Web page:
What are general concepts that led to the idea of A, B, C and D personality types correlating with specific disease risks?
The commonest and best-documented association of personality type and disease is the higher risk of cardiovascular disease in personality Type A. Type A persons are driven, less self-forgiving, impatient, compulsive and energetic. As a result of their emotions, they experience higher circulating levels of stress hormones (such as cortisol) than do others. The stress hormones have an adverse effect on the cardiovascular system, raising the risk of hypertension and cardiac events.
By contrast, Type B personalities are laid back, relaxed, and go about life at a slower, more leisurely pace. They are unfazed by small problems or life’s difficulties and, as compared to Type A, are at much less risk for heart problems.
Type C (cancer-prone) personalities respond to stress with depression and hopelessness. They are thought to have a higher risk of cancer mortality for two reasons: 1. They may have a higher incidence of smoking, and 2. They may have less spirit to emotionally fight cancer once it occurs, and therefore experience poorer survival.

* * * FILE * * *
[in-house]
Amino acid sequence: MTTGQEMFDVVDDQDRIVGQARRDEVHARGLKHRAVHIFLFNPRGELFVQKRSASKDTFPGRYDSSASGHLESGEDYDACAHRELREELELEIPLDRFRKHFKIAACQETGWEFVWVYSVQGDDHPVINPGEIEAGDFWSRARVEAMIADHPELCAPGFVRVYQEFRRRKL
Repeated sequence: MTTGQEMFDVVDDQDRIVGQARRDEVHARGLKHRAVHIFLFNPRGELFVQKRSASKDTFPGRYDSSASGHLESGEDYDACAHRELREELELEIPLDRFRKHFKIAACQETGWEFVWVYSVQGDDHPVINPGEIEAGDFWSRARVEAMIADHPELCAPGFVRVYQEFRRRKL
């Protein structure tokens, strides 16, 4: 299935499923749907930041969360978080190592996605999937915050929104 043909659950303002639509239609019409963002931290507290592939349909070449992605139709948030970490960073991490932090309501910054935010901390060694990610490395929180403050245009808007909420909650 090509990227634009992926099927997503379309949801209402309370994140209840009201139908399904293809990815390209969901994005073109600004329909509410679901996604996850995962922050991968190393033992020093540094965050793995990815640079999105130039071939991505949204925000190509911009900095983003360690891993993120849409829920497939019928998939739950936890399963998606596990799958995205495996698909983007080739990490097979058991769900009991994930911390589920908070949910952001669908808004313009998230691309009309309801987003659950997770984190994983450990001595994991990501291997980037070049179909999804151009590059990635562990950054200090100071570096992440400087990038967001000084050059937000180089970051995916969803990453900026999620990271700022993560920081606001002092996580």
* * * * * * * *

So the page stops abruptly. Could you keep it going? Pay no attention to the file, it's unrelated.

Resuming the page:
Type D (distressed) personality, like Type A, has a higher incidence and severity of heart disease. These people have frequent negative emotions and inhibit them. They also avoid social contact. They are subject to major depression and experience elevated levels of cortisol. Both depression and elevated cortisol are proven risk factors for cardiovascular diseases.
In summary, Type A and Type D personalities are at increased risk for cardiovascular disease. Type C personalities may have increased cancer mortality. Type B personalities seem to have less disease risk than the others.